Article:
I went out on a limb picking Bolduc to win the New Hampshire Senate race, in part because I believed Hassan’s job-approval and favorability numbers indicated vulnerability, and in part because some GOP pollsters were, in retrospect, insanely overconfident about Don Bolduc. Thanks a lot, Trafalgar and Saint Anselm!

In Pennsylvania, credit Mehmet Oz for being “the little engine that could” and fighting back after trailing badly early in the campaign, but in the end, maybe he was the Ford Pinto after all because he had to start from that massive deficit. John Fetterman was off the trail for three months, and when he returned, he could barely campaign! That lone debate went about as badly for Fetterman as it possibly could have! And yet Fetterman won comfortably — as of this hour, with 93 percent of votes reported, he leads Oz by a full three points, or around 155,000 votes. It is more than fair to wonder if the man Oz barely beat in the primary, David McCormick, would have been able to beat Fetterman.

In Arizona, Blake Masters looks like a bad joke of a candidate. As of this hour, he’s trailing by seven percentage points, or more than 100,000 votes. Mark Kelly is not exactly a whirling dervish of raw political charisma; he won his first special Senate election with 51.2 percent in 2020. Masters won the GOP Senate nomination over state attorney general Mark Brnovich, who won his reelection battle as state AG in the Democratic wave year of 2018, 52 percent to 48 percent. Would Brnovich have amounted to political roadkill the way Masters has?

As of this writing, the GOP nominee for Arizona governor, Kari Lake, who led most of the polls throughout the fall, is trailing Democrat Katie Hobbs by about 12,000 votes, or .6 percent, with 66 percent of the vote reported. Not that long ago, she looked like the Next Big Thing in Republican politics. This morning Lake looks wildly overhyped, with awful political instincts; what Arizona Republican in their right mind tells “any McCain Republicans” to “get the hell out” a few days before the election? This is the inverse of Charlie Crist’s declaring, “Those who support the governor should stay with him. I don’t want your vote. If you have that hate in your heart, keep it there.” Lake never had a big enough lead that she could run around telling people she didn’t want their support.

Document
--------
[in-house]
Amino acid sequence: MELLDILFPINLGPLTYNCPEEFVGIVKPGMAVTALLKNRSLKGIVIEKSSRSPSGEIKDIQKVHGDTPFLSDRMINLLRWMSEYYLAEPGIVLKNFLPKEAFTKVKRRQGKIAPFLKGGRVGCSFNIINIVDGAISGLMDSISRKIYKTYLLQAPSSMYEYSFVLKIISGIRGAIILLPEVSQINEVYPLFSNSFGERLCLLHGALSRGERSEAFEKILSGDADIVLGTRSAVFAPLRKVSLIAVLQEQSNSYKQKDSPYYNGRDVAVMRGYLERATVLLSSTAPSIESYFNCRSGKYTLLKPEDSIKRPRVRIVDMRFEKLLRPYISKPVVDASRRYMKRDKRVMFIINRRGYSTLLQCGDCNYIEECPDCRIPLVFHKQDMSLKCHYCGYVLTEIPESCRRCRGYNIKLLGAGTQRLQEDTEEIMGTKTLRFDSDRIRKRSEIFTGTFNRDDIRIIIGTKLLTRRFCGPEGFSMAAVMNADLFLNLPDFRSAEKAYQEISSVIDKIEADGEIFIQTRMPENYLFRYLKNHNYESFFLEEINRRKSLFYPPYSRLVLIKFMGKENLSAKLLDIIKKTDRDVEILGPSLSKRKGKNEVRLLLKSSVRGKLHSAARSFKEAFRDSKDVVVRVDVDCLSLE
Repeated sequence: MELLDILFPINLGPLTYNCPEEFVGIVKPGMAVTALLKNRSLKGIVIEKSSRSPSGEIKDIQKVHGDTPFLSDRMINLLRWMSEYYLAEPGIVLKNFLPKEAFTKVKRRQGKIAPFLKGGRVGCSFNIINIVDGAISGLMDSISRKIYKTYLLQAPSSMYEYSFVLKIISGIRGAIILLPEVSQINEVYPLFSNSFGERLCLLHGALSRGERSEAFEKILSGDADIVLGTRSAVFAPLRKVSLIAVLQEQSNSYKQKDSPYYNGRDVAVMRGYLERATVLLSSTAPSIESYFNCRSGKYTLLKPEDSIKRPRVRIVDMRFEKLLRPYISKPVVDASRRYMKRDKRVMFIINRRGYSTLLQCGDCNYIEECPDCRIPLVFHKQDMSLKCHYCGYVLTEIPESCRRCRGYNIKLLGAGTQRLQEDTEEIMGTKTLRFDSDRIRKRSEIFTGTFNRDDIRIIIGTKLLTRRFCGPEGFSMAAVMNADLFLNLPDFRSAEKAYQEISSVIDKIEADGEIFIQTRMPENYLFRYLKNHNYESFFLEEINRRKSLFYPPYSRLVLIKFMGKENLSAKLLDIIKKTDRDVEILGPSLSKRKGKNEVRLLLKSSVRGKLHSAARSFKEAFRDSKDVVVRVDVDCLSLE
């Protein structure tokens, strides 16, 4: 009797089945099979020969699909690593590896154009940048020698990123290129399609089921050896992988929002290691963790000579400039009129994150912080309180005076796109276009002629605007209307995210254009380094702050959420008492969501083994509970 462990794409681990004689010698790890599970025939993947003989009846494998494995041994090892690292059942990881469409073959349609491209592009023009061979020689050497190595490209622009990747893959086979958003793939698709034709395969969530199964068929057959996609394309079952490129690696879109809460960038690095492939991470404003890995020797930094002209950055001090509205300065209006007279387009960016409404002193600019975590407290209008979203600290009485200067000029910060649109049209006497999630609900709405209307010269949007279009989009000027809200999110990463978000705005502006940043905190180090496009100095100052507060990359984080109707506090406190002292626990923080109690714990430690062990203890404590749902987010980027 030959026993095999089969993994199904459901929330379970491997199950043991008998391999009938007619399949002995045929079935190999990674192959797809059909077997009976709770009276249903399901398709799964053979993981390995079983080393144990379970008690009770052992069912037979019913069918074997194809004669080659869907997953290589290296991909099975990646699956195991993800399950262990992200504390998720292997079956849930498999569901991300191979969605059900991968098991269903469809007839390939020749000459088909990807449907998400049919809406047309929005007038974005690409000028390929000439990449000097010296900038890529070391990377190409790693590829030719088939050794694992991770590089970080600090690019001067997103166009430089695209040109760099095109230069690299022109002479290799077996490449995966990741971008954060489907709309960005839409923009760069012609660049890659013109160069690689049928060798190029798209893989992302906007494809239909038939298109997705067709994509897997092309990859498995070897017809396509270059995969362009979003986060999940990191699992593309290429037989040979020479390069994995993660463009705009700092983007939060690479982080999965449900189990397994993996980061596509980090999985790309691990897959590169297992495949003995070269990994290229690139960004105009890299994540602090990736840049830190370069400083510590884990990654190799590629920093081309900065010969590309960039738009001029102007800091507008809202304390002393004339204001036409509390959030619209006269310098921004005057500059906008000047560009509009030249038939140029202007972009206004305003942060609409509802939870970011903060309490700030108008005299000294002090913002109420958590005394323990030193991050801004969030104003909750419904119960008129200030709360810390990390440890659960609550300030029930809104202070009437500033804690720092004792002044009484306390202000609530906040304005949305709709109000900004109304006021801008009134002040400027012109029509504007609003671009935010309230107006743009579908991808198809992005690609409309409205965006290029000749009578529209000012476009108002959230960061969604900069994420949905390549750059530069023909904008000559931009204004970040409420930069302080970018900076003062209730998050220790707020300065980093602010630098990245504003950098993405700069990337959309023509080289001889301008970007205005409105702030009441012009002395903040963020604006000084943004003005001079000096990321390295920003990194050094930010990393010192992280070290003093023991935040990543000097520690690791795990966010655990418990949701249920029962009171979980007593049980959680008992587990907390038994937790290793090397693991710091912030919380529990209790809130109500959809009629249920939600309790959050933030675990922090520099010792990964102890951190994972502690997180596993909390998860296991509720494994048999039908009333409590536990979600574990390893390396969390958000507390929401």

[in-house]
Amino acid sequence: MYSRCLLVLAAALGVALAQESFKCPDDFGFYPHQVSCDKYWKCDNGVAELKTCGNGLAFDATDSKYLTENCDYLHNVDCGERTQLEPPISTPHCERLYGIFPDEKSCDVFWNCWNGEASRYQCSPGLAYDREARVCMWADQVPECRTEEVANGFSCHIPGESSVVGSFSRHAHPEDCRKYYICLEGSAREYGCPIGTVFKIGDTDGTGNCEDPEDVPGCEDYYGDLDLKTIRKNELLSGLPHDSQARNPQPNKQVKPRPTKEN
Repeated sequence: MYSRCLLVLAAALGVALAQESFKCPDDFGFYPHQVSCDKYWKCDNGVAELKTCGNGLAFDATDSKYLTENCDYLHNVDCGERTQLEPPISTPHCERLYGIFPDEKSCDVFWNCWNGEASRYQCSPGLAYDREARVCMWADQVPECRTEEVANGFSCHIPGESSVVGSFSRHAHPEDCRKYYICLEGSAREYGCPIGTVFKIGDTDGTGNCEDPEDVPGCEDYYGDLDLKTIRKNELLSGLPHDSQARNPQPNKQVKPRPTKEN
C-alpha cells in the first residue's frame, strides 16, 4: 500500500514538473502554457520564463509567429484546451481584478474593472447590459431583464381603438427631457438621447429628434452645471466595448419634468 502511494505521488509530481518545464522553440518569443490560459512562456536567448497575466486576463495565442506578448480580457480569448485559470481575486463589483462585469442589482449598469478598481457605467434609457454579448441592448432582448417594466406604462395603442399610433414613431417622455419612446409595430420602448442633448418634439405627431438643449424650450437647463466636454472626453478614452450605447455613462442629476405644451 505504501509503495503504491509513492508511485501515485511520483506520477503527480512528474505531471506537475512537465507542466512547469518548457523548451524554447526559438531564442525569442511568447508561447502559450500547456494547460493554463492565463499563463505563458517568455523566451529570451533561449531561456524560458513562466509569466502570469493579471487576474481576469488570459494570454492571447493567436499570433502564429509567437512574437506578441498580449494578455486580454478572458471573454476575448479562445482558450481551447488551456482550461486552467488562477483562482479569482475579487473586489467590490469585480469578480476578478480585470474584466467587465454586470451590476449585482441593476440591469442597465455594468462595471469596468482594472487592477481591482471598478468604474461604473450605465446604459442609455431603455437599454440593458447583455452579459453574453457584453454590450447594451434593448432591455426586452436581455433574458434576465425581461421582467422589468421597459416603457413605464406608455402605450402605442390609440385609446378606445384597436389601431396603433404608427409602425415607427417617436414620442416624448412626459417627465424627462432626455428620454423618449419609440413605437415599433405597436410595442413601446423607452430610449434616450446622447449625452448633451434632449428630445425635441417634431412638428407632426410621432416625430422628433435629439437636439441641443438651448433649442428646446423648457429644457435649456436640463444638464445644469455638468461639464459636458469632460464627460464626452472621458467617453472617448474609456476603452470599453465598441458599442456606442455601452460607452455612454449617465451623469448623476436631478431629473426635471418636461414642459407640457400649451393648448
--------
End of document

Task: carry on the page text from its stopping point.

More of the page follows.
She’s already making noises indicating that the snafu over printer ink in Maricopa County means the election was stolen from her, even though no one can find a voter who wanted to cast a ballot but could not. I suppose she envisions a promising career as the Stacey Abrams of GOP politics.

A strong wind was blowing in the Republicans’ direction, but far too many of their ships refused to reel in their heavy anchors.

Credit Herschel Walker: He ran hard, and at this hour, it looks like he’ll get another crack at it in a runoff in Georgia. In Ohio, J. D. Vance won by about the margin he was expected to, 53.3 percent to 46.7 percent. There are still a bunch of votes to count in Nevada, but Adam Laxalt is currently ahead by 22,000 votes, 49.9 percent to 47.2 percent.

But let’s face it: In some races this cycle, Republican primary voters — in some cases, helped along by Democratic spending — nominated clowns who ensured that Democrats wouldn’t have to lift a finger in the general election.

Among last night’s other GOP losers: Pennsylvania gubernatorial candidate Doug Mastriano, Maryland gubernatorial candidate Dan Cox, Illinois gubernatorial candidate Darren Bailey. We’ve seen Republicans such as Tom Corbett and Larry Hogan and Mark Kirk and Bruce Rauner win those states not too long ago.